Just when you think that California Pizza Kitchen (NASDAQ:CPKI) is cooling down, it comes back hotter than one of its Jamaican jerk chicken pies. The casual-dining chain with a knack for eclectic pizzas posted preliminary third-quarter results this morning.

Revenue climbed 13.5% to $162 million in the three months ended Sept. 30. Comps clocked in 3.5% higher, stacked atop an impressive 5.6% spurt the year before. In other words, the typical CPK eatery is generating 9.3% greater unit-level sales than it was two years ago.

The performance is a bit more robust than CPK's original expectations. Back in August, it told shareholders to expect comps to climb somewhere between 2% and 3%. It also projected quarterly profits per share of $0.03 to $0.04, after a $0.19 hit for store closures. CPK's now looking to snag a profit of $0.04 to $0.05 per share.

Don't let the closures scare you. CPK continues to expand. It's only been weak at its CPK/ASAP concept, where the company has tried to simplify its casual-dining core by stressing a limited menu served quickly, particularly for takeout orders.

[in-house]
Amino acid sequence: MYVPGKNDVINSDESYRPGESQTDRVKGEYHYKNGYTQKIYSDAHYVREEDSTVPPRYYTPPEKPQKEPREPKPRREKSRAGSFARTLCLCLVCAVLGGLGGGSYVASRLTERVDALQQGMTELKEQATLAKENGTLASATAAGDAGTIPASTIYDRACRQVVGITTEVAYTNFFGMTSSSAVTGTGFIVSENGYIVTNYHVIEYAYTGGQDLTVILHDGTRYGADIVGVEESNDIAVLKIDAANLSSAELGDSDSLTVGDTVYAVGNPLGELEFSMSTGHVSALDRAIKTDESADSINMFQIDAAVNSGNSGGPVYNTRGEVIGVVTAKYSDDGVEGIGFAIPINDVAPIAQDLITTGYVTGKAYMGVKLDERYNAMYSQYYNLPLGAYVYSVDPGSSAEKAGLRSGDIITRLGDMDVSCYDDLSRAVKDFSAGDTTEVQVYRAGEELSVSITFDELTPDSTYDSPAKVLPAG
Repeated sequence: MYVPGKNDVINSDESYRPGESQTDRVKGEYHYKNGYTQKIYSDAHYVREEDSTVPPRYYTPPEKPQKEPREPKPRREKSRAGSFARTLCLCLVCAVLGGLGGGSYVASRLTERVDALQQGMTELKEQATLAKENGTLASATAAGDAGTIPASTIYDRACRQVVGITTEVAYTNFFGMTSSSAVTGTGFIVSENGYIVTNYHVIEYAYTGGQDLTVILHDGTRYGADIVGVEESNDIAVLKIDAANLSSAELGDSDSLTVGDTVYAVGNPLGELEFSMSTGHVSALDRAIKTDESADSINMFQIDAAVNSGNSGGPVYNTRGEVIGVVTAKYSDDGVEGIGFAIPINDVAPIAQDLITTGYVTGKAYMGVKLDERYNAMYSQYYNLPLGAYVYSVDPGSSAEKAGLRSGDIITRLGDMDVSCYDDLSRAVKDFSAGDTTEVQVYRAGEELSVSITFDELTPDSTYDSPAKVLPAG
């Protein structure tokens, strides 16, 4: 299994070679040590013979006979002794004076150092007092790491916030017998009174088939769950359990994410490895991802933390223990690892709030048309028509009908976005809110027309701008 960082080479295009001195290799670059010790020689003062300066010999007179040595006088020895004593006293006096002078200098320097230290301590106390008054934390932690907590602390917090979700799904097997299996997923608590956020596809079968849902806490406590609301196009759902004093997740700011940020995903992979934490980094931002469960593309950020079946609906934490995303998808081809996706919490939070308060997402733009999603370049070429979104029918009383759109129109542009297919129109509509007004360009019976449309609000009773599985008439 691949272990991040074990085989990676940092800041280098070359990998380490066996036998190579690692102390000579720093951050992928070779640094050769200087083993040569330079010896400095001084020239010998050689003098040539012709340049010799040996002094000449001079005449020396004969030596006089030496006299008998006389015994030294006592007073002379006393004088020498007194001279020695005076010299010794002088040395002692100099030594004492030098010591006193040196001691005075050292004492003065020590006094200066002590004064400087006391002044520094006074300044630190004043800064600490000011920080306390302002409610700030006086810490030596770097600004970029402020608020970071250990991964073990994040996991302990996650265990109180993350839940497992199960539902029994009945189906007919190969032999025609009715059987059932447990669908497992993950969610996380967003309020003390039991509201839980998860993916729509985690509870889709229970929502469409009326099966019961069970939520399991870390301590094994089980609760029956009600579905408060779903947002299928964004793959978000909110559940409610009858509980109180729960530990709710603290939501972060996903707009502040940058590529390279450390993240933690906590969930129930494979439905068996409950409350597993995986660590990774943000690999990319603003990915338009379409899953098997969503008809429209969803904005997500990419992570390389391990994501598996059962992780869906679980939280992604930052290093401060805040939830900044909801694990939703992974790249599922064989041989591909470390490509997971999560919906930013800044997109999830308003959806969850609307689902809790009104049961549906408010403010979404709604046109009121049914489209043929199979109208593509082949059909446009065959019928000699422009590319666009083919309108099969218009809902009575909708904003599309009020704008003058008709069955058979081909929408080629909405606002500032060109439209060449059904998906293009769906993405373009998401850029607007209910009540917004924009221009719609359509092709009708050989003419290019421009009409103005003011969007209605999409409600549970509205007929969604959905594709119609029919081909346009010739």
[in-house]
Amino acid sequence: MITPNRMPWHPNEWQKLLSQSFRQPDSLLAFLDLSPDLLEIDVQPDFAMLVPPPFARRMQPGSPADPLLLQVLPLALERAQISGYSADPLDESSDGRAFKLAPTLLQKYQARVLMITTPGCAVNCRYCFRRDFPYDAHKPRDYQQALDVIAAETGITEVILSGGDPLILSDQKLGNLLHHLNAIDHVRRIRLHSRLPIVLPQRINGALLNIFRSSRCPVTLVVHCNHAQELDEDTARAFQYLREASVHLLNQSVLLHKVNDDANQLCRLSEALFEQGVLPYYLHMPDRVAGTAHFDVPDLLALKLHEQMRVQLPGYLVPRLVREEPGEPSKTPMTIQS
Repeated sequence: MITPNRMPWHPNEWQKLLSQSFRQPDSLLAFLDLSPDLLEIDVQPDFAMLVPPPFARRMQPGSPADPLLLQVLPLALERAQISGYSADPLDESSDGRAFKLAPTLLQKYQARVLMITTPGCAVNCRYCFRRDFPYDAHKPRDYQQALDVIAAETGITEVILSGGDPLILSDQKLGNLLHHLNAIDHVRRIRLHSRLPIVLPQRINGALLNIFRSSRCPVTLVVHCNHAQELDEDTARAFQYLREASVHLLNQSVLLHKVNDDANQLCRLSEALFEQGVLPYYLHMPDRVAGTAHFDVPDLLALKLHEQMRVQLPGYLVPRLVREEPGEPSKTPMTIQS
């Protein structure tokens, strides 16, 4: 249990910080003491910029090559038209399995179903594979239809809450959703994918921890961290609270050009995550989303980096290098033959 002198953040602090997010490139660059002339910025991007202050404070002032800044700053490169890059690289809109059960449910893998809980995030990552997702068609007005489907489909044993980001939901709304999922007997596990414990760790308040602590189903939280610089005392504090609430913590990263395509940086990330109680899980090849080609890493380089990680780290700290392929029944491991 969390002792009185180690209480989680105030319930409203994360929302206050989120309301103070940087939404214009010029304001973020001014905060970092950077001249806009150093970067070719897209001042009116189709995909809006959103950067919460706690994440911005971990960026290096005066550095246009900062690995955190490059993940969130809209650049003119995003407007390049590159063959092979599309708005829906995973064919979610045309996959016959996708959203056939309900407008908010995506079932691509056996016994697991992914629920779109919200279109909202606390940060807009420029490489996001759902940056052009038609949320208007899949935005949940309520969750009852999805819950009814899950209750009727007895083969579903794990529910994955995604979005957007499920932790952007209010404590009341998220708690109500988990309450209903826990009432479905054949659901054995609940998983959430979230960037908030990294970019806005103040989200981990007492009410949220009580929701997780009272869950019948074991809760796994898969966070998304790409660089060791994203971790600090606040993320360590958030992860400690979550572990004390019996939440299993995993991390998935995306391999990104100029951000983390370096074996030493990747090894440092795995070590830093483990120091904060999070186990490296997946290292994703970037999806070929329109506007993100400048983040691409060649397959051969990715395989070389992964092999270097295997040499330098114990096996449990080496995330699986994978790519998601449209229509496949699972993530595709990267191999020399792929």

Curbside pickup has been a big trend in the industry. Everyone from Cheesecake Factory (NASDAQ:CAKE) to IHOP (NYSE:IHP) is offering the ability to preorder meals and have them delivered to parked cars. Even if McDonald's (NYSE:MCD) never got Boston Market to work, and the typically sharp Brinker (NYSE:EAT) sputtered on Eatzi's, home meal replacement is still huge. Convenience is a major plus, but CPK/ASAP may have taken things one step too far; CPK fans seem to be just fine with the takeout and curbside offerings at the company's namesake stores.

Now trading for less than 16 times next year's Wall Street profit target, the company is a compelling buy at this point. Comps keep growing, which can't be said for many of CPK's recently stumbling peers, such as Applebee's (NASDAQ:APPB) and P.F. Chang's (NASDAQ:PFCB).

More Jamacian than jerk, CPK is starting to look spicy again.

More oven-fresh Foolishness:

This article represents the opinion of the writer, who may disagree with the “official” recommendation position of a Motley Fool premium advisory service. We’re motley! Questioning an investing thesis -- even one of our own -- helps us all think critically about investing and make decisions that help us become smarter, happier, and richer.